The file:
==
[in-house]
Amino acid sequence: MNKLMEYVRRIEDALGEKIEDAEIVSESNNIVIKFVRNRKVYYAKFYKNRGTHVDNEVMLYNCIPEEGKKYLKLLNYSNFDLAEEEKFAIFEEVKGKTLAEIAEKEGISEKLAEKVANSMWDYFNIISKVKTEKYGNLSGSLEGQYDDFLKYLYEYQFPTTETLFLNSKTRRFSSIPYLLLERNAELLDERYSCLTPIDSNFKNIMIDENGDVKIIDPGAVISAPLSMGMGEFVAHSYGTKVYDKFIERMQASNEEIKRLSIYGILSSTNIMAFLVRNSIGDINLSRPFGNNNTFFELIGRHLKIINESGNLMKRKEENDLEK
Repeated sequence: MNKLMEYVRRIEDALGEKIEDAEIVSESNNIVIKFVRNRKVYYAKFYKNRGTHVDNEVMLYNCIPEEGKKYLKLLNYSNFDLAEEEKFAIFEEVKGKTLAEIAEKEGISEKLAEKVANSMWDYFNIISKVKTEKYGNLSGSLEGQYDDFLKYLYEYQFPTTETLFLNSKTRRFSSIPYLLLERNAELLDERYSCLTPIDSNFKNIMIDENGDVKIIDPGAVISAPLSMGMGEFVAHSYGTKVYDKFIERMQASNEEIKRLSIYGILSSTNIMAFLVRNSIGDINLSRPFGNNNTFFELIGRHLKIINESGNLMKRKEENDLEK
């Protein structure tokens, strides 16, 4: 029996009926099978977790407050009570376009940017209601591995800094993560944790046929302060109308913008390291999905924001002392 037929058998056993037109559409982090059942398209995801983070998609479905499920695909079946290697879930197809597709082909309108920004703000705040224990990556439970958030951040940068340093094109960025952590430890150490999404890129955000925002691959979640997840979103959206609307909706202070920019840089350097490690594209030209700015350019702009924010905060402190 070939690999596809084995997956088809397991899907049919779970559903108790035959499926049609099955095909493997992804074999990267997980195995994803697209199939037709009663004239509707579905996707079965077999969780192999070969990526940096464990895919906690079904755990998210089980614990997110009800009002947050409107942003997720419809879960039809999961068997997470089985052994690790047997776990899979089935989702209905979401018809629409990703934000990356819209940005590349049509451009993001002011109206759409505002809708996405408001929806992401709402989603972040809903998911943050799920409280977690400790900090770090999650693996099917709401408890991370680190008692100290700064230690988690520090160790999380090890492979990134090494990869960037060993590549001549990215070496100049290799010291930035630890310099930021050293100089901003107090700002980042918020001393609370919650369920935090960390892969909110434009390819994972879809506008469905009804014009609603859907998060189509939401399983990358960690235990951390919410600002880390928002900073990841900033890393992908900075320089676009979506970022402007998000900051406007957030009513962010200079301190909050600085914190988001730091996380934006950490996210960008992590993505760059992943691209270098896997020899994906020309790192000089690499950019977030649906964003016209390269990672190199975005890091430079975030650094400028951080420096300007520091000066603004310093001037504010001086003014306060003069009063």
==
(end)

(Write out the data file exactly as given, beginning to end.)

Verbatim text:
[in-house]
Amino acid sequence: MNKLMEYVRRIEDALGEKIEDAEIVSESNNIVIKFVRNRKVYYAKFYKNRGTHVDNEVMLYNCIPEEGKKYLKLLNYSNFDLAEEEKFAIFEEVKGKTLAEIAEKEGISEKLAEKVANSMWDYFNIISKVKTEKYGNLSGSLEGQYDDFLKYLYEYQFPTTETLFLNSKTRRFSSIPYLLLERNAELLDERYSCLTPIDSNFKNIMIDENGDVKIIDPGAVISAPLSMGMGEFVAHSYGTKVYDKFIERMQASNEEIKRLSIYGILSSTNIMAFLVRNSIGDINLSRPFGNNNTFFELIGRHLKIINESGNLMKRKEENDLEK
Repeated sequence: MNKLMEYVRRIEDALGEKIEDAEIVSESNNIVIKFVRNRKVYYAKFYKNRGTHVDNEVMLYNCIPEEGKKYLKLLNYSNFDLAEEEKFAIFEEVKGKTLAEIAEKEGISEKLAEKVANSMWDYFNIISKVKTEKYGNLSGSLEGQYDDFLKYLYEYQFPTTETLFLNSKTRRFSSIPYLLLERNAELLDERYSCLTPIDSNFKNIMIDENGDVKIIDPGAVISAPLSMGMGEFVAHSYGTKVYDKFIERMQASNEEIKRLSIYGILSSTNIMAFLVRNSIGDINLSRPFGNNNTFFELIGRHLKIINESGNLMKRKEENDLEK
């Protein structure tokens, strides 16, 4: 029996009926099978977790407050009570376009940017209601591995800094993560944790046929302060109308913008390291999905924001002392 037929058998056993037109559409982090059942398209995801983070998609479905499920695909079946290697879930197809597709082909309108920004703000705040224990990556439970958030951040940068340093094109960025952590430890150490999404890129955000925002691959979640997840979103959206609307909706202070920019840089350097490690594209030209700015350019702009924010905060402190 070939690999596809084995997956088809397991899907049919779970559903108790035959499926049609099955095909493997992804074999990267997980195995994803697209199939037709009663004239509707579905996707079965077999969780192999070969990526940096464990895919906690079904755990998210089980614990997110009800009002947050409107942003997720419809879960039809999961068997997470089985052994690790047997776990899979089935989702209905979401018809629409990703934000990356819209940005590349049509451009993001002011109206759409505002809708996405408001929806992401709402989603972040809903998911943050799920409280977690400790900090770090999650693996099917709401408890991370680190008692100290700064230690988690520090160790999380090890492979990134090494990869960037060993590549001549990215070496100049290799010291930035630890310099930021050293100089901003107090700002980042918020001393609370919650369920935090960390892969909110434009390819994972879809506008469905009804014009609603859907998060189509939401399983990358960690235990951390919410600002880390928002900073990841900033890393992908900075320089676009979506970022402007998000900051406007957030009513962010200079301190909050600085914190988001730091996380934006950490996210960008992590993505760059992943691209270098896997020899994906020309790192000089690499950019977030649906964003016209390269990672190199975005890091430079975030650094400028951080420096300007520091000066603004310093001037504010001086003014306060003069009063």